The Chameleons Live In London (1984)

In the early 1980s Manchester’s music scene was a cauldron of talent – a melting pot of styles, sounds and personalities all looking to make their mark as a new generation of bands and singers emerged. Very much part of this musical soup were The Chameleons, a four piece group born and bred in Manchester. Formed in 1981 the band comprised of Mark Burgess on lead vocals and bass, Dave Fielding and Reg Smithies on guitar and drummer John Lever.

Forerunners of the “Madchester” scene of the late 1980s, which spawned such bands as The Stone Roses, Happy Mondays and James, The Chameleons laid the early foundations of what was to become a music revolution. The band’s diverse sound, stage persona and musical message set the tone for a new generation of groups and was also known as a personal favourite of legendary Radio 1 DJ John Peel.

Filmed at London’s Camden Palace on 9th of November 1984 as part of the Live From London series, this concert captured the band in their prime. The setlist was mostly focusing on material from their 1983′ debut album  Script Of The Bridge and its follow-up, What Does Anything Mean? Basically, which was still nearly a year away from release at this point.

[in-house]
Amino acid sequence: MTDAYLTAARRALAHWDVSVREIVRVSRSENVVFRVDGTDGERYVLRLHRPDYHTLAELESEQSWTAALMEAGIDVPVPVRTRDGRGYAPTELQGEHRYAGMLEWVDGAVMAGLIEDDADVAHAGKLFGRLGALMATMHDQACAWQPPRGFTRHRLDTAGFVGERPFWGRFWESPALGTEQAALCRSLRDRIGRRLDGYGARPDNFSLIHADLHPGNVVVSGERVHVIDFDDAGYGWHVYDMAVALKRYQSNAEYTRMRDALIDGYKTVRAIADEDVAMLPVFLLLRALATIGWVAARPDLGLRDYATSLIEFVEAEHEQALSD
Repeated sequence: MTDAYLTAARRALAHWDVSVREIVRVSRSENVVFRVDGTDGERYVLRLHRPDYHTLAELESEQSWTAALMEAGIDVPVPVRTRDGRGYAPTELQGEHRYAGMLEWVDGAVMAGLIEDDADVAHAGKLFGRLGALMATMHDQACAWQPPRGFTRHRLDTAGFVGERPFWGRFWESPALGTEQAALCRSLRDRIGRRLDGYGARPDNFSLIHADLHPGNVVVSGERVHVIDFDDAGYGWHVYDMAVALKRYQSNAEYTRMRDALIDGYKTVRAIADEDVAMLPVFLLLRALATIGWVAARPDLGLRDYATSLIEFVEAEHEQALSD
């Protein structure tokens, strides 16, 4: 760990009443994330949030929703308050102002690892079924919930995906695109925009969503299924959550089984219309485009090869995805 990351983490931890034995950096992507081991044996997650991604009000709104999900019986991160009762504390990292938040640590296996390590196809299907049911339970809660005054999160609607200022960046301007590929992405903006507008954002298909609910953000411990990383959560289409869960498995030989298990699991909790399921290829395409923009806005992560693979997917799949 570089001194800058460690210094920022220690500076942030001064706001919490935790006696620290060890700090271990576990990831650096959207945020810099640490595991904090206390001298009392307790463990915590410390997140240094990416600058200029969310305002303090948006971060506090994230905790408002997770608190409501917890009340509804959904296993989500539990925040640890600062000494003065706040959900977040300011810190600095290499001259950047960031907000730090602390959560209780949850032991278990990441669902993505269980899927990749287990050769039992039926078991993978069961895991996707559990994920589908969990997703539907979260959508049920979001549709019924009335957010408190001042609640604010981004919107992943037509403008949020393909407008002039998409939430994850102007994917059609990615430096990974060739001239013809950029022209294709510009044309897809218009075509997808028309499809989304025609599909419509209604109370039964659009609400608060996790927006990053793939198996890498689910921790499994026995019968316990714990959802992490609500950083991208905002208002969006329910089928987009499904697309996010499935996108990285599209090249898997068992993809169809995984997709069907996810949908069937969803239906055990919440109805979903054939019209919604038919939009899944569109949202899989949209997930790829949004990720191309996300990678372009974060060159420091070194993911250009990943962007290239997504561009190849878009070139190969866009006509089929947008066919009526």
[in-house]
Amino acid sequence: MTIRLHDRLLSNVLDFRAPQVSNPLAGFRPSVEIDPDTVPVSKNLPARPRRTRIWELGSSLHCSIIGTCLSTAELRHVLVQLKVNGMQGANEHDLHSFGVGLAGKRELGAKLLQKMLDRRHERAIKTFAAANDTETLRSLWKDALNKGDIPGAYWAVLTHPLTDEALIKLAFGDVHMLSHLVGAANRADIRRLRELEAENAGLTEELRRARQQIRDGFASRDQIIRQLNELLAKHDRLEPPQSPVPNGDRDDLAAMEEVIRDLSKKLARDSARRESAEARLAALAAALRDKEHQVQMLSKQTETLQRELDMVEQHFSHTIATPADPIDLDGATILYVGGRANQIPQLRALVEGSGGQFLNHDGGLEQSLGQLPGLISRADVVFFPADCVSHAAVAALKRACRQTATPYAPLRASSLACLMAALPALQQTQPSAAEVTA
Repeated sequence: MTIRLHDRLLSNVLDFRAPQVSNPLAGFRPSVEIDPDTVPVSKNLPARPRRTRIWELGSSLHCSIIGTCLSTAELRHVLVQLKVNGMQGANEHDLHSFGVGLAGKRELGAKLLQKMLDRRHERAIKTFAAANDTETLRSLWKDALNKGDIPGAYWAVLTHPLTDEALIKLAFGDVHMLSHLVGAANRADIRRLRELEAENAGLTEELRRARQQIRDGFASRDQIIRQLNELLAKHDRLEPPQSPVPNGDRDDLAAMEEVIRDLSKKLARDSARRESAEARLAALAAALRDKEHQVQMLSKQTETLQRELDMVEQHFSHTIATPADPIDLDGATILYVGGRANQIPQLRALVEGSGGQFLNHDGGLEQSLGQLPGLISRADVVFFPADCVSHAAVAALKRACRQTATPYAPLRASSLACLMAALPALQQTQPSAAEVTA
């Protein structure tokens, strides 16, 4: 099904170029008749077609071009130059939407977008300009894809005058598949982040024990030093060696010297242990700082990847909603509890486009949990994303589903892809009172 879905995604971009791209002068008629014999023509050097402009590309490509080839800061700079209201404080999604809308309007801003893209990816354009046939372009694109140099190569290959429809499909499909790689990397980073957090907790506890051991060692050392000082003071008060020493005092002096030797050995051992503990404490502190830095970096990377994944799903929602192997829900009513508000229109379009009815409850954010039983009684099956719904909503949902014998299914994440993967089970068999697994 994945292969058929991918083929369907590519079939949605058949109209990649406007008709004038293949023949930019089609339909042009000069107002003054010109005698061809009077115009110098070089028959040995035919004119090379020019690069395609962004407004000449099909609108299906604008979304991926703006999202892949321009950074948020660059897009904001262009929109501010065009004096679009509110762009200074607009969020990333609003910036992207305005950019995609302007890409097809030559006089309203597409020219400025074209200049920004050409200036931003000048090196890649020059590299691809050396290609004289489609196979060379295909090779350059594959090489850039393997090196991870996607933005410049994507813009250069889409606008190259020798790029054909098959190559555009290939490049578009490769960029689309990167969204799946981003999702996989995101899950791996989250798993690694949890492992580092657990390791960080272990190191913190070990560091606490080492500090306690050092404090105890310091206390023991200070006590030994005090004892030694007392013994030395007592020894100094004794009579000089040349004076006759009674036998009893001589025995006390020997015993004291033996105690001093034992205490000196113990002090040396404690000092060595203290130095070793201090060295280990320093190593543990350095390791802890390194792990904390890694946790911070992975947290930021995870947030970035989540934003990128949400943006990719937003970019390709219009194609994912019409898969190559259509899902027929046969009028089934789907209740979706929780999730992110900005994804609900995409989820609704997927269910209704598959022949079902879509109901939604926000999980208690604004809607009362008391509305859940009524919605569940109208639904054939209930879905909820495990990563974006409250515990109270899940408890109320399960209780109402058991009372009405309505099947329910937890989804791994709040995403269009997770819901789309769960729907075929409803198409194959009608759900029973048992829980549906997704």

Critically acclaimed, yet criminally overlooked, The Chameleons should have been destined for fame and stadium sellout shows. Their powerful, yet melodic sound was a combination of singer Mark Burgess’ powerful voice and bass, paired with John Lever’s pounding drums. Over this, Reg Smithies and Dave Fielding laid haunting guitars, intertwined and complimenting each other to create a unique sound that was very much their own. Many bands have cited The Chameleons as an influence, yet due to various unfortunate events and circumstances, they never broke into the mainstream themselves.

Whilst perhaps not as recognised or acclaimed as many of the other Manchester-based bands, there can be little doubt that The Chameleons helped forge a new age of British rock during their time. This gig in particular, should be considered a historical document of one of Manchester and the UK’s greatest bands of the 1980s.


1.Don’t Fall
2.Intrigue In Tangiers
4.Second Skin
5.Singing Rule Britannia
6.Pleasure And Pain
7.Return Of The Roughnecks
8.A Person Isn’t Safe Anywhere These Days
9.In Shreds
10.Splitting In Two
11.Here Today
12.Thursday’s Child
13.Paper Tigers